Further, in a letter to Kautsky dated 12 September, 1882, Engels wrote:

“You ask me what the English workers think of colonial policy? Exactly the same as they think about politics in general, the same as what the bourgeois think. There is no working-class party here, there are only Conservatives and Liberal Radicals, and the workers gaily share the feat of England’s monopoly of the world market and the colonies”




The sharing by the workers of the feast of Britain’s monopoly of the world market and colonies bred in them bourgeois respectability.

Disgusted by the spirit of bourgeois respectability with which the British working class had become infected, Engels, in a letter to Sorge dated 7 December, 1889, complains bitterly:


he most repulsive thing here is the bourgeois ‘respectability’ … I am not at all sure, for instance, that John Burns is not secretly prouder of his popularity with Cardinal Manning, the Lord Mayor and the bourgeoisie in general than of his popularity with his own class. … Even Tom Mann, whom I regard as the finest of them, is fond of mentioning that he will be lunching with the Lord Mayor. If one compares this with the French, one can see what a revolution is good for, after all”




In March, 1891, Engels refers to the old skilled unions as

“rich and therefore cowardly

“, and, six months later, exulting at the unsuccessful attempt of the TUC to reverse the decision of the Congress the year before to campaign for an 8-hour day, he says:

“The old unions, with the textile workers at their head, had exerted all their strength towards overthrowing the 8-hour decision of 1890. They came to grief … and the bourgeois papers recognise the defeat of the BOURGEOIS LABOUR PARTY”

(Letter of 14 September 1891, cited it Lenin’s

Imperialism and the Split in Socialism

–1916 – Engels’ emphasis).

Britain’s industrial and colonial monopoly was

“the reason why, since the dying out of Owenism, there has been no socialism in England.”

With the end of this monopoly already in sight, Engels expressed himself in the following optimistic terms in his 1892 Preface to the second edition of his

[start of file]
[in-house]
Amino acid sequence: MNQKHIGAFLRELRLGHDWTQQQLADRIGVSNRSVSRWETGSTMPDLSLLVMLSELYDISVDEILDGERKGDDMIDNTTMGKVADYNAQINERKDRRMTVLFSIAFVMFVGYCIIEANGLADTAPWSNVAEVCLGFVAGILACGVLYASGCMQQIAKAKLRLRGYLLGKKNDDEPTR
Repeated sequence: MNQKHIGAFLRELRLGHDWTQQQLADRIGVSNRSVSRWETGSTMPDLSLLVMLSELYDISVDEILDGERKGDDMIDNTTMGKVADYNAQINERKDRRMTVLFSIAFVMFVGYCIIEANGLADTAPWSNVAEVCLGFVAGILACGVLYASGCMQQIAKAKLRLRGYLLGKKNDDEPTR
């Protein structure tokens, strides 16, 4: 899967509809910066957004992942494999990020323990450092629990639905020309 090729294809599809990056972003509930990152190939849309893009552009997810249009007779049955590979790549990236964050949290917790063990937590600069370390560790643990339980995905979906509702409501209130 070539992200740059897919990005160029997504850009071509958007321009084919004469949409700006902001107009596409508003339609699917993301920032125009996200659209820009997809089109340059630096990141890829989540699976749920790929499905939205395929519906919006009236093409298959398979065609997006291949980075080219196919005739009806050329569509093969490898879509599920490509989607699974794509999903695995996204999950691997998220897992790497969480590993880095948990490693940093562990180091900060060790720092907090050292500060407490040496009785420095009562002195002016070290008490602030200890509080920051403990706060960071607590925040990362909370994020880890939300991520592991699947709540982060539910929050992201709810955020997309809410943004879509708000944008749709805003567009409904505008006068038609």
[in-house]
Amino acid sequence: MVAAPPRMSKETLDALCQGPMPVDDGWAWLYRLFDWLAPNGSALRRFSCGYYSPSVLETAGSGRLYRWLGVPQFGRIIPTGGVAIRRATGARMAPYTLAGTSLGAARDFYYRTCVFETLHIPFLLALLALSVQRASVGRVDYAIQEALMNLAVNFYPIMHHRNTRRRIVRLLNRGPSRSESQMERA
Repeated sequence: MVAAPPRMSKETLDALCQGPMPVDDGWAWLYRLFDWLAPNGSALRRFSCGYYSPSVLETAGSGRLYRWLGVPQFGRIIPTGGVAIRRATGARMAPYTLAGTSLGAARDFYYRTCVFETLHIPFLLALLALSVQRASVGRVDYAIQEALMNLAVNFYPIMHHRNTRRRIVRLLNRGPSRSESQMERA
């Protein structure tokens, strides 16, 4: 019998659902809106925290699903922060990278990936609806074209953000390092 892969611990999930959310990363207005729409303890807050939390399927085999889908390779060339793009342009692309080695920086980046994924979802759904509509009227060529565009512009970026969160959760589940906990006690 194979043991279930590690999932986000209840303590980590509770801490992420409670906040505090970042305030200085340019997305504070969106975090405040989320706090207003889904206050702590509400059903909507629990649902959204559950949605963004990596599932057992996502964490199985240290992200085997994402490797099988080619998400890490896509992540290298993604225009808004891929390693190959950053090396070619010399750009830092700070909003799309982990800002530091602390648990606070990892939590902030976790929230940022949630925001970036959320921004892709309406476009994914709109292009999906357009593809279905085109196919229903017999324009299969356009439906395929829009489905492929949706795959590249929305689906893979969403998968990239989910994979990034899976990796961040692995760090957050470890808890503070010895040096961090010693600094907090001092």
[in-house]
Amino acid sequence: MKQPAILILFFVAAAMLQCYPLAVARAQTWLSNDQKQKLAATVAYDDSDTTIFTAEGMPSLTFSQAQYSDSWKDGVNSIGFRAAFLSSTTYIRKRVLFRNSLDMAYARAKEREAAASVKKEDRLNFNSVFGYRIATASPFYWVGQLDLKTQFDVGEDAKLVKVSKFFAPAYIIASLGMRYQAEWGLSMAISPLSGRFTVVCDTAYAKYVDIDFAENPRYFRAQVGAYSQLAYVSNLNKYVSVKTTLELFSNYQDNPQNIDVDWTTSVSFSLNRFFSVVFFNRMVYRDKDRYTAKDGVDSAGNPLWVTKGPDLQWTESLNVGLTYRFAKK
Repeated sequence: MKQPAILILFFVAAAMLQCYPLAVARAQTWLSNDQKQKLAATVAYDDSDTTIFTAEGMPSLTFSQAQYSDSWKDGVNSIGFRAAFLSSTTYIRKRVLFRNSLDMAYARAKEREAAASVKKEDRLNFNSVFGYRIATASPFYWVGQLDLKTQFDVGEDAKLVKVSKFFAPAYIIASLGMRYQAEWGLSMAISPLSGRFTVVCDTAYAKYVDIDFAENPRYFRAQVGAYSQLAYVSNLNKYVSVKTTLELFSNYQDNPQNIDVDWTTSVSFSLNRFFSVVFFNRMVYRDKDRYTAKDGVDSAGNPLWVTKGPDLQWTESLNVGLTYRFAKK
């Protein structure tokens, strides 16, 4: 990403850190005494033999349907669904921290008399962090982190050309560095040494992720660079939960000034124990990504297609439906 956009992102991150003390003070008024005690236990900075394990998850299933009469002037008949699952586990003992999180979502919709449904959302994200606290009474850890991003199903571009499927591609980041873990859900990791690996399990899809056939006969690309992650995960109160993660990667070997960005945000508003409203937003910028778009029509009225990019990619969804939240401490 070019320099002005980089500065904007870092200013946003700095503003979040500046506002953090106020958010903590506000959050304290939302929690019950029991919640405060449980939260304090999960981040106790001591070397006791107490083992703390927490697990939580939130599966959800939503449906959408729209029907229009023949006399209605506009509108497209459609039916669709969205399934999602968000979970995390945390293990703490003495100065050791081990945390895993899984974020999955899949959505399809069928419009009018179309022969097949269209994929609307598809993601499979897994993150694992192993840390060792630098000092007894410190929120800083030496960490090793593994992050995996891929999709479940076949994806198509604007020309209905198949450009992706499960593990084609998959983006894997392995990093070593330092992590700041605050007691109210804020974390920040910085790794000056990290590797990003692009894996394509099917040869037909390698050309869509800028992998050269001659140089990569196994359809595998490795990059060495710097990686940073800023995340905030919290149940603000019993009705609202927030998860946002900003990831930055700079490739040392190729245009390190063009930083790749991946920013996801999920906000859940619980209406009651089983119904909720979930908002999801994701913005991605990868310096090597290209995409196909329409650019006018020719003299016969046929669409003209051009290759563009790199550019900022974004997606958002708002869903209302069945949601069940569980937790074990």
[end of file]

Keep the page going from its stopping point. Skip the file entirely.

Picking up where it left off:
Condition of the Working Class in England


With the breakdown of that monopoly, the English working class will lose its privileged position, it will find itself generally, the privileged minority not excepted, on a level with its fellow workers abroad. And that is the reason why there will be socialism again in England


And Engels had good reason to be optimistic, witnessing as he was the revival of the East End of London, which had become the home of ‘New Unionism’, that is to say, of the organisation of the great mass of unskilled workers. The new unions, says Engels, were “

essentially different in character

” from the old unions in that, unlike the latter, they “…

were founded at a time when the faith in the eternity of the wages system was severely shaken; their founders and promoters were Socialists either

consciously or by feeling; the masses, whose adhesion gave them strength, were rough, neglected, looked down upon by the working-class aristocracy; but they had this immense advantage, that their minds were virgin soil, entirely free from the inherited ‘respectable’ bourgeois prejudices which hampered the brains of the better situated ‘old’ unionists


He contrasts these New Unionists with the representatives of old unionism that is, “

those people who are forgiven their being members of the working class because they themselves would like to drown their quality of being workers in the ocean of their liberalism

. “

So exhilarated was Engels at this development as to declare with his characteristic youthful joy that “

…for all the faults committed

[by the East Enders]

in the past, present and future, the revival of the East End of London remains one of the most fruitful facts of this fin de siècle, and glad and proud I am to have lived to see it

. “

Engels’ optimism proved to be short-lived, mainly because of the emergence of imperialism, which Marx and Engels did not live to see. Instead of Britain’s monopoly disappearing, in the conditions of imperialism it merely gave way to the monopoly of a handful of financially rich and powerful countries, which

“obtain superprofits amounting to … billions, ‘ride on the backs’ of hundred and hundreds of millions of the populations of foreign countries, fight among each other for the division of the particularly rich, particularly fat and particularly easy spoils

” (Lenin,

Imperialism and the Split in Socialism).